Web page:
year = "2018",
month = feb,
day = "15",
doi = "10.1097/PTS.0000000000000471",
language = "English",
journal = "Journal of Patient Safety",
issn = "1549-8417",
publisher = "Lippincott Williams and Wilkins",

}

RIS

TY - JOUR

T1 - A Patient Safety Toolkit for Family Practices

AU - Campbell, Stephen M

AU - Bell, Brian G

AU - Marsden, Katherine

AU - Spencer, Rachel

AU - Kadam, Umesh

AU - Perryman, Katherine

AU - Rodgers, Sarah

AU - Litchfield, Ian

AU - Reeves, David

AU - Chuter, Anthony

AU - Doos, Lucy

AU - Ricci-Cabello, Ignacio

AU - Gill, Paramjit

AU - Esmail, Aneez

AU - Greenfield, Sheila

AU - Slight, Sarah

AU - Middleton , Karen

AU - Barnet, Jane

AU - Moore, Michael

AU - Valderas, Jose M

AU - Sheikh, Aziz

AU - Avery, Anthony J

PY - 2018/2/15

Y1 - 2018/2/15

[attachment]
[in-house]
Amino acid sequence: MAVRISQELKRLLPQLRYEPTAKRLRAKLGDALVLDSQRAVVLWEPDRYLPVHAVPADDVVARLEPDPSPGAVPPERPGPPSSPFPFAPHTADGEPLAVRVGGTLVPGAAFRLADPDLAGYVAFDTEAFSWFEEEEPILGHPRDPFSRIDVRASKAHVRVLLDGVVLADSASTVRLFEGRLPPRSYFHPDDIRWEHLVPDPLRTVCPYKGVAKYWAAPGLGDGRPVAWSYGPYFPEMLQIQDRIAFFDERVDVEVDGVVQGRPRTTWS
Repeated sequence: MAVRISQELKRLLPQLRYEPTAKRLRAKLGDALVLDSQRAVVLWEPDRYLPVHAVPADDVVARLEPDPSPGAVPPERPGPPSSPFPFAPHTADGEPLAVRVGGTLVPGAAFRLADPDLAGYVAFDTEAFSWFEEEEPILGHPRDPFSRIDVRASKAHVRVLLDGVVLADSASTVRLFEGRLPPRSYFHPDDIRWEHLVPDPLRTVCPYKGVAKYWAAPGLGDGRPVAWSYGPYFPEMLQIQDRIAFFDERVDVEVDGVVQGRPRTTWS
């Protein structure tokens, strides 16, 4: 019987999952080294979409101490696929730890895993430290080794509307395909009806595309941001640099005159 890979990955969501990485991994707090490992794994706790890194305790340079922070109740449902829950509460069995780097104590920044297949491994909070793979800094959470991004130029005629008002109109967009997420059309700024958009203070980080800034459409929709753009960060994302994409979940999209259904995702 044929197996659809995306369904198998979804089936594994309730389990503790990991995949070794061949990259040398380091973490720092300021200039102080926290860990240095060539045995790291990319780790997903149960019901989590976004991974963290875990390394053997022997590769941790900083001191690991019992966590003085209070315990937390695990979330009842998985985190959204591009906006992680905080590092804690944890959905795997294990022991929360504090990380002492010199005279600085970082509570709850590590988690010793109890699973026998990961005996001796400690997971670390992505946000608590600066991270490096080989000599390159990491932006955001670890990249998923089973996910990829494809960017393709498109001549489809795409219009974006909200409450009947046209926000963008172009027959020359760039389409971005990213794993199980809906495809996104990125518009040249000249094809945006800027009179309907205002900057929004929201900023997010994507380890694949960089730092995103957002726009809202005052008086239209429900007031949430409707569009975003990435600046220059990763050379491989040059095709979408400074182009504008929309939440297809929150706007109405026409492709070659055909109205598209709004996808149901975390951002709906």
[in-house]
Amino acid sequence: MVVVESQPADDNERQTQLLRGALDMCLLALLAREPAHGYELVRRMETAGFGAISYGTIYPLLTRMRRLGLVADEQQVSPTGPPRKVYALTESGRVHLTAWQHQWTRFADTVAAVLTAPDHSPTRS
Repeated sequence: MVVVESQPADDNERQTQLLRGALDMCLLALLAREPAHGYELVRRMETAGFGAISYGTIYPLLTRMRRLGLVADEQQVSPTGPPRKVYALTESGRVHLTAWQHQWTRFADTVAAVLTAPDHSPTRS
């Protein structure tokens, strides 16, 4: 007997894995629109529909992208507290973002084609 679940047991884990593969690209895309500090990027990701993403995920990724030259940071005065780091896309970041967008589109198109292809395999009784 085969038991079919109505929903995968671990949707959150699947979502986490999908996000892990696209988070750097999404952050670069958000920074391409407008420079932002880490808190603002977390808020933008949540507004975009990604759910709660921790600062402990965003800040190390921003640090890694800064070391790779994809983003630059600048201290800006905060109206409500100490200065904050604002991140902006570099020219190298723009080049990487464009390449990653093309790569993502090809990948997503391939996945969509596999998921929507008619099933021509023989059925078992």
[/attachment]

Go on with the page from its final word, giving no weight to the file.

N2 - Objectives: Major gaps remain in our understanding of primary care patient safety. We describe a toolkit for measuring patient safety in family practices. Methods: Six tools were used in 46 practices. These tools were: NHS Education for Scotland Trigger Tool, NHS Education for Scotland Medicines Reconciliation Tool, Primary Care Safequest, Prescribing Safety Indicators, PREOS-PC, and Concise Safe Systems Checklist. Results: PC-Safequest showed that most practices had a well-developed safety climate. However, the Trigger Tool revealed that a quarter of events identified were associated with moderate or substantial harm, with a third originating in primary care and avoidable. Although medicines reconciliation was undertaken within 2 days in >70% of cases, necessary discussions with a patient/carer did not always occur. The prescribing safety indicators identified 1,435 instances of potentially hazardous prescribing or lack of recommended monitoring (from 92,649 patients). The Concise Safe Systems Checklist found that 25% of staff thought their practice provided inadequate follow-up for vulnerable patients discharged from hospital and inadequate monitoring of non-collection of prescriptions. Most patients had a positive perception of the safety of their practice although 45% identified at least one safety problem in the past year.Conclusions: Patient safety is complex and multidimensional. The Patient Safety Toolkit is easy to use and hosted on a single platform with a collection of tools generating practical and actionable information. It enables family practices to identify safety deficits that they can review and change procedures to improve their patient safety across a key sets of patient safety issues.